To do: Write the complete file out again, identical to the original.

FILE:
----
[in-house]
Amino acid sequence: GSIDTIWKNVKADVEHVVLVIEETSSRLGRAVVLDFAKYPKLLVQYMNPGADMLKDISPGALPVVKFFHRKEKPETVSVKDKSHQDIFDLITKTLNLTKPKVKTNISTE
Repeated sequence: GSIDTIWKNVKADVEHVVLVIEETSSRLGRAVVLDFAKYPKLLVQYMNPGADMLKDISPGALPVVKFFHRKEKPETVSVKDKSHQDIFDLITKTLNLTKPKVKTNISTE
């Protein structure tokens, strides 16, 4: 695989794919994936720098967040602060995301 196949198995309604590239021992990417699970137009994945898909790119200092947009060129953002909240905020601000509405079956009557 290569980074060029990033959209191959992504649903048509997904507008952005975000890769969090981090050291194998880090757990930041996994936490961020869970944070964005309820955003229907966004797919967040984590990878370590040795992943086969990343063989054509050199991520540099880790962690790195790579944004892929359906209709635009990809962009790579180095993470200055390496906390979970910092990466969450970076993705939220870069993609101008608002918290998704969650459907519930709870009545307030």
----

[in-house]
Amino acid sequence: GSIDTIWKNVKADVEHVVLVIEETSSRLGRAVVLDFAKYPKLLVQYMNPGADMLKDISPGALPVVKFFHRKEKPETVSVKDKSHQDIFDLITKTLNLTKPKVKTNISTE
Repeated sequence: GSIDTIWKNVKADVEHVVLVIEETSSRLGRAVVLDFAKYPKLLVQYMNPGADMLKDISPGALPVVKFFHRKEKPETVSVKDKSHQDIFDLITKTLNLTKPKVKTNISTE
């Protein structure tokens, strides 16, 4: 695989794919994936720098967040602060995301 196949198995309604590239021992990417699970137009994945898909790119200092947009060129953002909240905020601000509405079956009557 290569980074060029990033959209191959992504649903048509997904507008952005975000890769969090981090050291194998880090757990930041996994936490961020869970944070964005309820955003229907966004797919967040984590990878370590040795992943086969990343063989054509050199991520540099880790962690790195790579944004892929359906209709635009990809962009790579180095993470200055390496906390979970910092990466969450970076993705939220870069993609101008608002918290998704969650459907519930709870009545307030």